In skating, if the foot went forward and the body back, the skater would land on her head. The same applies to dancing. If the gentleman's arm were suddenly removed, many ladies would undoubtedly fall backwards. This conclusively proves incompetence. Good waltzing means self-support - not being carried round by a long-suffering partner.

"Backing" was introduced by English dancers to obviate the possibility of giddiness; also because it was found easier to reverse after "backing" than to go straight from ordinary waltz turn to reverse turn. The gentleman puts the lady backwards, as behind her right steering is easier in that position, and it is also easier to start reversing.

Fig. 5. The fifth step

Fig. 5. The fifth step. The pupil slides her right foot round outside the instructor's feet. The instructor closes her left foot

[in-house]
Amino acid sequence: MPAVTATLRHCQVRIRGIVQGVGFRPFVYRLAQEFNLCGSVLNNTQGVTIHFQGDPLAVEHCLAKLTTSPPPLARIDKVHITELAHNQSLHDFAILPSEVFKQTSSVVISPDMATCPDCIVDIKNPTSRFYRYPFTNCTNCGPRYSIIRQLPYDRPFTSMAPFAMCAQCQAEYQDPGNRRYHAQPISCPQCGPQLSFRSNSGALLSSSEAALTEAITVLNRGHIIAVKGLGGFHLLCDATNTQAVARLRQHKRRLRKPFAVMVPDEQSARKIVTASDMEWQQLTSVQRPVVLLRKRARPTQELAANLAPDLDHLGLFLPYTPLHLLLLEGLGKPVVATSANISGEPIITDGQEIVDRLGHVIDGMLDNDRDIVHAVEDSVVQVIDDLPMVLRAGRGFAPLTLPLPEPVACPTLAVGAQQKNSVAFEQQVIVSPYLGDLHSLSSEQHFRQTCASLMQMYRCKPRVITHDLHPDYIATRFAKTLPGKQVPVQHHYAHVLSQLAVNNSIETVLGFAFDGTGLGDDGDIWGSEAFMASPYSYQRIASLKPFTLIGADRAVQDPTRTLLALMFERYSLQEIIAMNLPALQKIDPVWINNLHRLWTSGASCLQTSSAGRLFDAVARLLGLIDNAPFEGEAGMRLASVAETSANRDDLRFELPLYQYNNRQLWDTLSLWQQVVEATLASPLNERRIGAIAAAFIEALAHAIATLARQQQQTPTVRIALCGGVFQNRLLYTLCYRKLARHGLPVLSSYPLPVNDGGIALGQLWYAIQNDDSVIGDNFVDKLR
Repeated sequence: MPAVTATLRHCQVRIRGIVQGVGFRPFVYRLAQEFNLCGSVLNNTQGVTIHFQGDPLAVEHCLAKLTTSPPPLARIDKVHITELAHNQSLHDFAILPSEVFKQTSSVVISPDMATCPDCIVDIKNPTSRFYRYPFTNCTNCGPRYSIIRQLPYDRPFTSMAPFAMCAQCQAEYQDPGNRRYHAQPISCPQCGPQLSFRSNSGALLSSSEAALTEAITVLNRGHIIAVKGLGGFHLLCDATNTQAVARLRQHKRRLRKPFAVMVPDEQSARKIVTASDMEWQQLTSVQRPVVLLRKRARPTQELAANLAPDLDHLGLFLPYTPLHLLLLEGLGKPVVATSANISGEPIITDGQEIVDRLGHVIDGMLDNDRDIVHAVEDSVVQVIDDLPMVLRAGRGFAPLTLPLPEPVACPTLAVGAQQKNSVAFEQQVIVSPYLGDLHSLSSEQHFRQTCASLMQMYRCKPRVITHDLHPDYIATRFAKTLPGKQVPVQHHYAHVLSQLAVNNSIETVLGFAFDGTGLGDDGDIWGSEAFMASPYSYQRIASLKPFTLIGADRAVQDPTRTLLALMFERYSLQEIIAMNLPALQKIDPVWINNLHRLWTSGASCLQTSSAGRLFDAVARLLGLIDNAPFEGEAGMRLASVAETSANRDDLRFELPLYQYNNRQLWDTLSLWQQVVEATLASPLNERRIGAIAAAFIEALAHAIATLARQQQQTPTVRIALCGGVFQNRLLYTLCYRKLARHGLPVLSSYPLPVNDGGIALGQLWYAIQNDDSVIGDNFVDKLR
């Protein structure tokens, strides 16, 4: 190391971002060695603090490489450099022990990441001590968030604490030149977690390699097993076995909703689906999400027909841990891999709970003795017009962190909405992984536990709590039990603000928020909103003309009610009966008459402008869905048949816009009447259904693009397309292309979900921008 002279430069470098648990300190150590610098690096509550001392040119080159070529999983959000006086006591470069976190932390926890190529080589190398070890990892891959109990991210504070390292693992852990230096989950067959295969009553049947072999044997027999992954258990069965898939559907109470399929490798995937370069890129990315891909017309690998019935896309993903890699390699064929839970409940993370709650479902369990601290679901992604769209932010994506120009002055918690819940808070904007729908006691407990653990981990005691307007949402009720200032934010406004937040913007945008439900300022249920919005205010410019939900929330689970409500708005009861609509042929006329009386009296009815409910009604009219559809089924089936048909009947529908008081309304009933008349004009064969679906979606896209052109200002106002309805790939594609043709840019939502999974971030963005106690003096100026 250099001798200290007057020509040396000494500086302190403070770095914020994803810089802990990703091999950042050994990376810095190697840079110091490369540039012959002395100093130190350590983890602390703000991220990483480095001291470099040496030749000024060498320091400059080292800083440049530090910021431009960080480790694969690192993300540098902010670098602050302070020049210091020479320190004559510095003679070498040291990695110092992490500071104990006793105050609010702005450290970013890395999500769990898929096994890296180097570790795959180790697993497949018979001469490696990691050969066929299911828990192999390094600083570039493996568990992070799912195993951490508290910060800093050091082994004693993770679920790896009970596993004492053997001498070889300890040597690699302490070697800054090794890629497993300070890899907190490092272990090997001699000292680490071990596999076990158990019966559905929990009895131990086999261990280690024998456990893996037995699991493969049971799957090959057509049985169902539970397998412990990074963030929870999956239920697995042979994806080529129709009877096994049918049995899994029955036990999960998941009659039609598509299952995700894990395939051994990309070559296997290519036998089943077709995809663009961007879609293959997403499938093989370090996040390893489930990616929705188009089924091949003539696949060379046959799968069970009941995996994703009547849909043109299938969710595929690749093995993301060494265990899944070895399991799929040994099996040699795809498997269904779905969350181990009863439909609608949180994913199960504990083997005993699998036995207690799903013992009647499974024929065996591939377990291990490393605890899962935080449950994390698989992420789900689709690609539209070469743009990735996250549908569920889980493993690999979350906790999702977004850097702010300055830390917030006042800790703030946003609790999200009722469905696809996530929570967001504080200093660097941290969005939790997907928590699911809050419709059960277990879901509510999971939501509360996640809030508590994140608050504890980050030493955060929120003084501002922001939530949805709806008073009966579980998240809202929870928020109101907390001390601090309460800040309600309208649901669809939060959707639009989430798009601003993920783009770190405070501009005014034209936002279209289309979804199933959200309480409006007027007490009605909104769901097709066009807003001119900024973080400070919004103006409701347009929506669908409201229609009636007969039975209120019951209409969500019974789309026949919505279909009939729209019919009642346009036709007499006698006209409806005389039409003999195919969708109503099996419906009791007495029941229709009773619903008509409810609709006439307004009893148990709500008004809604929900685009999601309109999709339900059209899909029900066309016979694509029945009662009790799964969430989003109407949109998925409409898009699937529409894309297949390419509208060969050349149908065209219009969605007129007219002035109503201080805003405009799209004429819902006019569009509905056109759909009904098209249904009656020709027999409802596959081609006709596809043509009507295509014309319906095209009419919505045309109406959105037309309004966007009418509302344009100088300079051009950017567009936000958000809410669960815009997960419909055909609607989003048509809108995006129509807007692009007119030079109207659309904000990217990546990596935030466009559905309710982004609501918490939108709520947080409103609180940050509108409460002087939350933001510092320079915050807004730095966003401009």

The backing step for the lady is: First step. A long slide backwards with right foot. Second step. Left foot drawn back to join right, first position. Third step. Small step (in place, feet together) with right foot. Fourth step. Left foot, long slide backwards. Fifth step. Right foot drawn back to join left, first position. Sixth step. Small step (in place, feet together) with left foot. The gentleman does exactly the same steps forward, starting with his left foot. As the lady's right foot goes back his left comes forward and fills its place; so they should never clash. The important steps in the backing are the long slides with alternate feet on steps one and four, thus maintaining the rhythm of the waltz. Backing should never be done from side to side. This is very bad style, and most uncomfortable; it invariably means bumping several couples on either side in a crowded room. It is quite easy to steer a straight course with care.

All these seemingly slight points make just the difference between good and bad dancing.